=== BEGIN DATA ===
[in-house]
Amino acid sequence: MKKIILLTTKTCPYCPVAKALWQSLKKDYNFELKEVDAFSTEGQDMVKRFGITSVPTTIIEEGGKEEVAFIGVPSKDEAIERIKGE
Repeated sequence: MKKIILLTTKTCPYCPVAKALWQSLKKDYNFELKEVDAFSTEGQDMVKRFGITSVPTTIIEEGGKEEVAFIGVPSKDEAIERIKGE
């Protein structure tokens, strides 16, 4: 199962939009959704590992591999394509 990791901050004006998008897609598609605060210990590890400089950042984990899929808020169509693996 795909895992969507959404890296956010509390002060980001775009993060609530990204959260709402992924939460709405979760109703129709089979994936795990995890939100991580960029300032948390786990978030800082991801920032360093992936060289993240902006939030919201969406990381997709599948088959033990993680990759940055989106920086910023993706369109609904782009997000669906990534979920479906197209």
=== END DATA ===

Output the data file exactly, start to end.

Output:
[in-house]
Amino acid sequence: MKKIILLTTKTCPYCPVAKALWQSLKKDYNFELKEVDAFSTEGQDMVKRFGITSVPTTIIEEGGKEEVAFIGVPSKDEAIERIKGE
Repeated sequence: MKKIILLTTKTCPYCPVAKALWQSLKKDYNFELKEVDAFSTEGQDMVKRFGITSVPTTIIEEGGKEEVAFIGVPSKDEAIERIKGE
């Protein structure tokens, strides 16, 4: 199962939009959704590992591999394509 990791901050004006998008897609598609605060210990590890400089950042984990899929808020169509693996 795909895992969507959404890296956010509390002060980001775009993060609530990204959260709402992924939460709405979760109703129709089979994936795990995890939100991580960029300032948390786990978030800082991801920032360093992936060289993240902006939030919201969406990381997709599948088959033990993680990759940055989106920086910023993706369109609904782009997000669906990534979920479906197209």